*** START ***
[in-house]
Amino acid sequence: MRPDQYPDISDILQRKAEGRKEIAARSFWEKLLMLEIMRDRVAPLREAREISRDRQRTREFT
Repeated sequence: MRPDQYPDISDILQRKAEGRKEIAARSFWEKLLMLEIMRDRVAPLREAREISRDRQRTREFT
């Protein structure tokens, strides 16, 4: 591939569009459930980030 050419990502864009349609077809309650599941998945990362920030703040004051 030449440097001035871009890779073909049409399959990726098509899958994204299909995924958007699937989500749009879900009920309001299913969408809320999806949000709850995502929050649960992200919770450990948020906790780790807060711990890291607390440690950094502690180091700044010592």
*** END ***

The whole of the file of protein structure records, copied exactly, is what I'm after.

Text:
[in-house]
Amino acid sequence: MRPDQYPDISDILQRKAEGRKEIAARSFWEKLLMLEIMRDRVAPLREAREISRDRQRTREFT
Repeated sequence: MRPDQYPDISDILQRKAEGRKEIAARSFWEKLLMLEIMRDRVAPLREAREISRDRQRTREFT
């Protein structure tokens, strides 16, 4: 591939569009459930980030 050419990502864009349609077809309650599941998945990362920030703040004051 030449440097001035871009890779073909049409399959990726098509899958994204299909995924958007699937989500749009879900009920309001299913969408809320999806949000709850995502929050649960992200919770450990948020906790780790807060711990890291607390440690950094502690180091700044010592």